While the first part is full of action, the second part of the finale – “994 Cars Long” – takes a little respite to cope with the psychological and logistical consequences of the war. Some of the quieter emotional moments work quite well. Finally, we have a glimpse of Mélanie’s psyche, who goes into the mourning room with Audrey in order to deal with the fact that she chose to work rather than her own daughter. It would have been nice if some of these emotional issues broke down earlier in the season instead of just being discussed, but it’s still a pretty effective streak, especially given the big revelation that her daughter is still alive at the end of the final. . Layton and Miles dealing together with Josie’s death make it another affecting, character-focused moment.
But Layton’s positioning in “994 Cars Long” is still everywhere. Melanie indeed gives him control of the train, and of course, it takes time to build new systems, but Layton defies the old conventions of order despite a speech at the top of the episode he wants change not order. He always locks people up for minor crimes. People are always in the queue without light or heat. Here, Snowpiercer suggests that Layton might not have a full plan for democratically directing the train, which is a little hard to believe as this has been his goal all his time aboard Snowpiercer.
Things go up in gear at the halfway point of “994 Cars Long” when the possibility of survivors arises. With the end of the war, the series must indeed find a way to advance the narrative as urgently as the revolution has provided. This propulsion comes from another train, a rescue train, on which Mr. Wilford could very well be. Bennett is the first to realize this, and Mélanie becomes furious with him for having made the unilateral decision to let the train become attached to the Snowpiercer… even if taking unilateral decisions on the basis of the preservation of humanity is somewhat thing Melanie does all the time. Does Melanie intentionally lack self-awareness or is this yet another example of Melanie’s characterization that doesn’t have a full meaning? Melanie really sees herself as a kind of anti-hero who has to live with her terrible choices and who never really engages with them. It’s difficult to write morally complicated characters, and Snowpiercer Often simplifies things for the sake of history.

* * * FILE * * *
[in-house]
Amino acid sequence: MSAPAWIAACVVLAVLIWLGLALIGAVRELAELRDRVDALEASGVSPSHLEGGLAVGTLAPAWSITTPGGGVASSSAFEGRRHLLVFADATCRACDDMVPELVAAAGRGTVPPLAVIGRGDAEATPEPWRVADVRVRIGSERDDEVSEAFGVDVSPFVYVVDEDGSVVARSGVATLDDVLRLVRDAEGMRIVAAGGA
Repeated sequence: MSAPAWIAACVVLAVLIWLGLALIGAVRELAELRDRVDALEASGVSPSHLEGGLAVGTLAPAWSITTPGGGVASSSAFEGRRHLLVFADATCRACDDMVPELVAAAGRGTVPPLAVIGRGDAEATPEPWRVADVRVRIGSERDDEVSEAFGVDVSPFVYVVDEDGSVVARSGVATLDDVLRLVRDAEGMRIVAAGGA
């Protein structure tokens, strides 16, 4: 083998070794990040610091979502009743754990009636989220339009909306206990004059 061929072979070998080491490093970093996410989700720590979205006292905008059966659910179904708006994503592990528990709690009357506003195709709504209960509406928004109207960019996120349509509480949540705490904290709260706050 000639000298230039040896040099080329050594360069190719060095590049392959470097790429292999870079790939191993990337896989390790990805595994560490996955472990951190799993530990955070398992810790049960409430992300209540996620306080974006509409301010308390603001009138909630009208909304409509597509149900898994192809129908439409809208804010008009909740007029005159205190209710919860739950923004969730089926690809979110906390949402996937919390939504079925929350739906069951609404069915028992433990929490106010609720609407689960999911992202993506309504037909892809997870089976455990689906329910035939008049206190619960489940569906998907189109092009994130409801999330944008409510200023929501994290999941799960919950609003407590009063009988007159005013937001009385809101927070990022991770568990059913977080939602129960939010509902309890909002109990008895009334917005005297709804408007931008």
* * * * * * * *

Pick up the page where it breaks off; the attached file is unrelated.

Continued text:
Together, “The Train Demanded Blood” and “994 Cars Long” work well, bringing action but also some more introspective moments that come at the expense of humans and the impact of war. It’s certainly exciting, and Daveed Diggs and Jennifer Les Connelly are great action stars. But all the weaknesses in the characterization and development of the characters who have plagued the season are clearly displayed in the two-part final, sucking up some of the issues. Snowpiercer requires a significant suspension of belief in the gruesome of the world he created, but not basing his story on consistent emotions – especially when it comes to someone who ends up being as important as Melanie – makes it slip even more than some of her wacky logistics. SnowpiercerIts greatest strengths lie in its action sequences, but the emotionless aesthetic makes the mechanical series appear empty. The last minutes of the final are more tedious than propulsive.
- Although I’m not totally sold to Ruth as a character, I would love to hear Alison Wright say “biscotti” over and over.
- LJ and Osweiller become friends, and even if I am amused by the fact that LJ does not know how to peel an egg, this couple of unlovable characters seems very random. LJ always feels very random.
- Bennett and Miles turn into a dynamic engineering duo on the other hand is a nice development.
- Pike, Terrence and Annie decide that the post-war period is the time of the bacchanal, taking control of the Folgers’ car. I don’t really know what these scenes are for.
- The split of Till and Jinju is another of the rare emotional moments anchored in the second episode.